If you don’t happen to know who Philip Marlowe is, you’d better just go ahead and forget this review and start reading Raymond Chandler novels right away. Marlowe is the foundation for and embodiment of all of the hard boiled, wise cracking, steely eyed private eyes you’ve seen in movies, on TV, and in parody sketches. He’s smart, he’s tough, he’s willing to take a beating or risk his life for a case, and beautiful women swoon when he glances their way, not that he cares one way or another. Chandler managed to create a character that is impossible not to like, without making him obnoxiously perfect or impervious. He pays for every clue, and he doesn’t always end up with a happy ending, but you always look forward to how he interacts with the corrupt and sordid world.
With that out of the way, let’s focus on Farewell My Lovely itself. The book covers two cases that falls into Marlowe’s lap on seemingly sheer coincidence, one a double homicide carried out by a hulking brute with a straightforward and simple demeanor, the other involves a jewelry/blackmail ring and a few high society types. Things then spiral out a fair bit, with constant beatings, murders, swindler mystics, corrupt cops and organized crime barons aplenty. Compared to the mundane group dealt with in the Big Sleep the characters in Farewell are fairly oddball, or if not oddball, then at least more colorful. Chandler keeps the dialogue witty and sharp, especially for Marlowe, who always manages to know just what to say to push people’s buttons while still endearing himself to the reader and the characters. If I’m being honest, I will admit that some of the slang and turns of phrase were lost on me, either for being too outdated or too convoluted in their plays on word to be recognizable, but what wasn’t apparent in speech was understandable in context and through the reactions it elicited.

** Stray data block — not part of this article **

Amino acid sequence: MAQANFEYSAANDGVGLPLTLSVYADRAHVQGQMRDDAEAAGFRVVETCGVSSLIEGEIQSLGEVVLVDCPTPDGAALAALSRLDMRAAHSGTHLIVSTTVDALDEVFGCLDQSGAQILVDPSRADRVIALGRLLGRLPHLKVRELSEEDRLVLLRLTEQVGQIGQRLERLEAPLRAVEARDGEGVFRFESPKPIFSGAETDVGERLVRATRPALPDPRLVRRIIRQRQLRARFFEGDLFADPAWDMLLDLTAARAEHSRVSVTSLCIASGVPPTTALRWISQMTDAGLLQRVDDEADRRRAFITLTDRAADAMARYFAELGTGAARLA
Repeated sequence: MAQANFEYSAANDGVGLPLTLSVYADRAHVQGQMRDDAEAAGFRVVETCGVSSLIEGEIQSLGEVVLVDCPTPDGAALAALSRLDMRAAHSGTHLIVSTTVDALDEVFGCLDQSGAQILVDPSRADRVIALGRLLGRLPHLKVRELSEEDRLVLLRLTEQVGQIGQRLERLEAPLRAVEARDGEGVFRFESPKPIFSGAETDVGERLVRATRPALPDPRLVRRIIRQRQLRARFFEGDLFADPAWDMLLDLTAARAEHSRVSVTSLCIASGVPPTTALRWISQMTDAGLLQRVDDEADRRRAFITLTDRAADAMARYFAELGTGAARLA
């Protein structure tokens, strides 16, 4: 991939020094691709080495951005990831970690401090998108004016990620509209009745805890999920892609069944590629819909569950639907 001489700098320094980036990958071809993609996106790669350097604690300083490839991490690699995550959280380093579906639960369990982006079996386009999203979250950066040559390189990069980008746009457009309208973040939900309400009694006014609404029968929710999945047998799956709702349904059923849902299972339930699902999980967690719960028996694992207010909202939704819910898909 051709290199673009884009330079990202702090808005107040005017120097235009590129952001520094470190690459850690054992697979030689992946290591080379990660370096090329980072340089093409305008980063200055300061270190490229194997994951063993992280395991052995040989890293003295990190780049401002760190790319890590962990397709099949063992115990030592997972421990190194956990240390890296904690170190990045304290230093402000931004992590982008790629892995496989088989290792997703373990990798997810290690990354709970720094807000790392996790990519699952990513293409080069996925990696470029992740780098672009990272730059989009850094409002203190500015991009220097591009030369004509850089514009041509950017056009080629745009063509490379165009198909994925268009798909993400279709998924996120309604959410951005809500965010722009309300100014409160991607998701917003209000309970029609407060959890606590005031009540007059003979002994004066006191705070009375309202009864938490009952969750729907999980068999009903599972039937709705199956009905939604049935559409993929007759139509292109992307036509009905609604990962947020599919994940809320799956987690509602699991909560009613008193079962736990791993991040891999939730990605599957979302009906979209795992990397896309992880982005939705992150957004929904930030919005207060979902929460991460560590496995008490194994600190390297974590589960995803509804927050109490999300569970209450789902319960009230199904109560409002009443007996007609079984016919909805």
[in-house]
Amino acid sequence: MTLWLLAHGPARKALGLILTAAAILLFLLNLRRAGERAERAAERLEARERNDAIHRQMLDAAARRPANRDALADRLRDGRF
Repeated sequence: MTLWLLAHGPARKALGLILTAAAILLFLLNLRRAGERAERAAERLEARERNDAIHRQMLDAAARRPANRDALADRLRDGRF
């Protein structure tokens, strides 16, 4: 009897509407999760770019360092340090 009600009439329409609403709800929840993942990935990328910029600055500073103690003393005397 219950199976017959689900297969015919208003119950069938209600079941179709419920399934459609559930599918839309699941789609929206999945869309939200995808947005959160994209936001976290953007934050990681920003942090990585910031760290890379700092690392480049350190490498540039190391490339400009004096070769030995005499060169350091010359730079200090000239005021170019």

However much I liked the people involved, and the basic style of the book though, I found the actual mysteries and their conclusion a bit underwhelming. Everything is wrapped up too neatly and requires far too many coincidences to really feel plausible or compelling. The climax, which should have been incredibly compelling ended up up feeling fairly weak. It actually felt fairly anti-climactic, despite a lot of anxiety voiced by Marlowe and his companions throughout the experience. Really the whole experience started without any true stakes, and it’s difficult to become fully engaged in the story if you don’t understand why Marlowe is putting himself through it. That’s not to say it’s not a fun read; for all the problems in the plot, all of Chandler’s stories are a ton of fun to experience. I just felt that the plot and mystery of this particular tale actually detracted a bit from the fun.